How did you first get the idea for Crossing Washington
The idea for this book evolved over a few years. As someone who has lived the
academic life (I have a PhD in literature and now I’m married to a professor at
NYU), I’ve always loved books about the university – books like Kingsley Amis’
Lucky Jim and Michael Chabon’s Wonder Boys. But what I noticed about such campus fiction was the lack of female professors in leading roles. Even the female
authors like Francine Prose and Zadie Smith, who’ve written campus novels, they
too focus on male professors. Furthermore, most of these male professors are
disillusioned drunks who quite often sleep with their students! I wanted to
write a novel with women professors taking the lead and I wanted these women to
be strong and smart and interesting – instead of drunk, disillusioned, and
preoccupied with questionable romantic liaisons!
What was the most fun scene in your book to write?
Crossing Washington Square is a story of two very different women and their very
different love of books. Rachel Grey and Diana Monroe are both literature
professors in the old boys club of Manhattan University. While this should
create a kinship between them, they are very much at odds. Rachel is young,
emotional, and impulsive. She wrote a book about women’s book groups which got
her a slot on Oprah and she uses “chick lit” in her classes. Diana is aloof,
icy, and controlled. She’s also a scholar of Sylvia Plath who thinks “beach”
fiction is an easy ride for students. But as is often the case, it’s a man that
truly divides the two women. Smooth-talking Carson McEvoy, a visiting Harvard
professor, has his sights on both Rachel and Diana and gets sparks truly
If your book were to become a movie, who would you cast?
Crossing Washington Square loosely echoes Austen’s Sense and Sensibilty –
with one professor being led by her sense, the other by her sensibility. I love
the Ang Lee adaptation of Sense and Sensibility with Emma Thompson and Kate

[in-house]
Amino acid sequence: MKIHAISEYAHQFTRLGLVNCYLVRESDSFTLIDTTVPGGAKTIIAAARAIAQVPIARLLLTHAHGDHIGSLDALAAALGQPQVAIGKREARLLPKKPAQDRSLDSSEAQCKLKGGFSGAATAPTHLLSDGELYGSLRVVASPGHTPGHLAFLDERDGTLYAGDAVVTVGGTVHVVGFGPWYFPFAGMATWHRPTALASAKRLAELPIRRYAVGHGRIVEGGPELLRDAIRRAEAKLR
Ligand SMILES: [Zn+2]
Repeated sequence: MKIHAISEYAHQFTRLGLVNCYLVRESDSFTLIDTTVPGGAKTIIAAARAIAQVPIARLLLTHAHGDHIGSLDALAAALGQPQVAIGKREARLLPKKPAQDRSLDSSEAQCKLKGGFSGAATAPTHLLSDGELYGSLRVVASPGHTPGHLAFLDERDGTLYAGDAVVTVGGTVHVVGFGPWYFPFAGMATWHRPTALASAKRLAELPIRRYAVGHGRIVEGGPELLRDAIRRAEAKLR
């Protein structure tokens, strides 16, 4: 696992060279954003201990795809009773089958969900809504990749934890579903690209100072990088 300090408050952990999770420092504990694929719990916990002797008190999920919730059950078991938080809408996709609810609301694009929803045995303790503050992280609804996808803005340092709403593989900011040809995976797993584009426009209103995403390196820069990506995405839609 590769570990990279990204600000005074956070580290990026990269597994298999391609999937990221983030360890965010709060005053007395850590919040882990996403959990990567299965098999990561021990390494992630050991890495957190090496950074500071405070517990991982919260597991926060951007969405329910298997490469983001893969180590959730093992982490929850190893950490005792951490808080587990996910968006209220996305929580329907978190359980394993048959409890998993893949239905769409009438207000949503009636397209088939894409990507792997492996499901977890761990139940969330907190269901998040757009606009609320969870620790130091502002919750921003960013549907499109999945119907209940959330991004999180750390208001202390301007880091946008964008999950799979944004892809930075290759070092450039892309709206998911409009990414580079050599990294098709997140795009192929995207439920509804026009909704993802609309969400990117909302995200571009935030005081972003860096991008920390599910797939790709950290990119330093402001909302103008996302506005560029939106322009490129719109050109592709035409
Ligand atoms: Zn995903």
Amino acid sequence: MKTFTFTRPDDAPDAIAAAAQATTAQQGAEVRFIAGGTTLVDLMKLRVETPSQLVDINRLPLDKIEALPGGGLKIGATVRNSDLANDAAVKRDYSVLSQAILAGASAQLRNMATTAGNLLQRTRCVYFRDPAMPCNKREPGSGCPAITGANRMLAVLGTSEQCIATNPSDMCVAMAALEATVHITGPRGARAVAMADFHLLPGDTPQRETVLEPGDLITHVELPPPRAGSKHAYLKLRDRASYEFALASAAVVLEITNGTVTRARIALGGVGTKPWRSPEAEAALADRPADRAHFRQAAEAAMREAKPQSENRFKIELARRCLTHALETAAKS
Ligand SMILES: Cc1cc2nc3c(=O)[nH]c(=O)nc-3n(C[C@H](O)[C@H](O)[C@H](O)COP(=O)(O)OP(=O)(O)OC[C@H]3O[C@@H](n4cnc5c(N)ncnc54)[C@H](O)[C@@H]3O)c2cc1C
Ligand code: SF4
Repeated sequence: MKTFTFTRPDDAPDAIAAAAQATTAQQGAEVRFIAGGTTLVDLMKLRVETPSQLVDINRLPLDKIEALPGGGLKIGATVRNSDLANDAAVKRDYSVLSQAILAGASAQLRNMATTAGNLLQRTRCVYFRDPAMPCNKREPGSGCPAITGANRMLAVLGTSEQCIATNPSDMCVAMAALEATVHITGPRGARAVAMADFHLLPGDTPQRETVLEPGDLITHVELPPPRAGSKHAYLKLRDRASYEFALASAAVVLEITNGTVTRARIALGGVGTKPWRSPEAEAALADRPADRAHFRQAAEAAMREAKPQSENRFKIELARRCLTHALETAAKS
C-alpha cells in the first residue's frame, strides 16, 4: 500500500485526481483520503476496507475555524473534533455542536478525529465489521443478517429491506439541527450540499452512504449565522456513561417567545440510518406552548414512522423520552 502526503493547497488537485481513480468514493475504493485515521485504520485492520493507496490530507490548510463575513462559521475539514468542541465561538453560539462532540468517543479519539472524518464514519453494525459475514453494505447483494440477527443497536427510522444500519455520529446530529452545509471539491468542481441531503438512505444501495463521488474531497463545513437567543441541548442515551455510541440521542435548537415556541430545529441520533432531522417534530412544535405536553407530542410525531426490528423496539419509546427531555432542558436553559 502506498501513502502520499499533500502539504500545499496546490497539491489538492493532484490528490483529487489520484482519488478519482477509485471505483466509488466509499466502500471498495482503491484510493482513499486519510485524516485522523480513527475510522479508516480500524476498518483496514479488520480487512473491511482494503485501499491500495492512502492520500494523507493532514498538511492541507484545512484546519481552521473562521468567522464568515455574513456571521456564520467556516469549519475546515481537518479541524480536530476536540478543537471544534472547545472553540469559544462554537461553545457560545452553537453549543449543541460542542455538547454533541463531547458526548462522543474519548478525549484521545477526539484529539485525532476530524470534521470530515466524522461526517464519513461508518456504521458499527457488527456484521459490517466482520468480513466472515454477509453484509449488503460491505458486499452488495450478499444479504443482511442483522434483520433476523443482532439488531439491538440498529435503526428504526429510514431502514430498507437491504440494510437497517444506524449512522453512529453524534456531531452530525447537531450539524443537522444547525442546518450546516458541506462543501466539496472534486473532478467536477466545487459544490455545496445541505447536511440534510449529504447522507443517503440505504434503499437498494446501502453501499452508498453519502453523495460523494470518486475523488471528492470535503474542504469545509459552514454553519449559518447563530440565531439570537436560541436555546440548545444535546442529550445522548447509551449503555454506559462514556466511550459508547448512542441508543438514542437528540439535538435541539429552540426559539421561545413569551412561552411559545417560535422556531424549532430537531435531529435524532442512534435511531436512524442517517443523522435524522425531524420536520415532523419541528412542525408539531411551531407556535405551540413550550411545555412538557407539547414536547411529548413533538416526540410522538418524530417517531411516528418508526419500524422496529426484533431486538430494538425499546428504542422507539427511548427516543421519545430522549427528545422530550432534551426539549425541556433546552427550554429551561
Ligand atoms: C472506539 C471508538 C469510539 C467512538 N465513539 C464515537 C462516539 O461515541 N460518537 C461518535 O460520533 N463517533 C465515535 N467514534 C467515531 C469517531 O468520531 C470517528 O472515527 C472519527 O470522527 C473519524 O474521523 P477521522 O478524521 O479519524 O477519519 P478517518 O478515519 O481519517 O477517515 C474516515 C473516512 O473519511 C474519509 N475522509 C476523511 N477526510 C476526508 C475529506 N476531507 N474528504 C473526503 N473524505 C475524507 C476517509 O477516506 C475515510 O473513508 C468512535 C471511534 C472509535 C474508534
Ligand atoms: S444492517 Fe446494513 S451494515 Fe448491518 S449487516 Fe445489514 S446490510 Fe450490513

Winslet playing the two very different Dashwood sisters. Therefore I’d love Emma
and Kate to play my professors!
Who’s your favorite character and why?
That’s a tough one! My knee jerk response is to say Professor Rachel Grey
because, out of the two female leads, I identify most with her. Rachel teaches
chick lit in her classes and has to defend her work and the genre to her stuffy
colleagues who think only the classics and literary fiction should be studied.
As a grad student, I would be reading classical literature and poetry by day,
but then secretly read popular women’s fiction at night (Bridget Jones’ Diary, I
have to say, is one of my all time favorite books!). Rachel is also flawed
and emotional, yet good and honest and brave. I like that about her.
Every time I revisit the book, however, I like Professor Diana Monroe
more too. She’s super smart and has great poise and grace as a teacher. She’s
the kind of uber-professor that every academic secretly wants to be. She’s also
pretty darn scary in her austerity and brilliance. But she has a vulnerability
too and her life started out pretty tough and therefore, every time I revisit
the book, I like her more.
Have you had a "rock star" moment regarding your writing career? If so,
what was it?
My first novel was The Professors’ Wives’ Club. A couple of months after its
release, a woman contacted me and said she’d read and enjoyed the book. She told
me she was a professor’s wife and after a few emails, she revealed that she was
the wife of a very distinguished professor of cultural studies whose work I’d
read, who I’d seen giving keynotes talks at conferences, and whose work greatly
influenced the writing of Crossing Washington Square. Not really a “rock star”
moment, but still exciting to know the wives of influential professors
(professors I really dig!) read my book.
What do you like to do when you’re not writing?
I have a six year old son who is homeschooled, so that’s what I’m mostly doing
when I’m not writing. Although, “homeschool” is somewhat a misnomer as we spend
a relatively small amount of time schooling at “home.” We live in New York so
are lucky enough to have an amazing array of fun and educational places on our
doorstep. Benny and I, together with his homeschooled friends, are always out on
trips to the Met, the Natural History Museum, aquariums, zoos, galleries,
libraries, and parks. When we’re not out and about, Benny and I love to read –
either together or separately. I’m so thankful he loves books like I do!
What are you working on right now?
I’m working on final edits for my third novel which was bought by Penguin last
fall. The novel tells the story of a woman who thinks she might be related to
the nineteenth century writer, Mary Shelley. On her journey to seek the truth
and to discover if there really is a link between her own family and the creator
of Frankenstein, Clara unearths surprising facts about people much closer to
home – including some shocking secrets about the ambitious scientist she is
engaged to. The book is told in alternating points of view between Clara and the
young Mary Shelley who is preparing to write Frankenstein.
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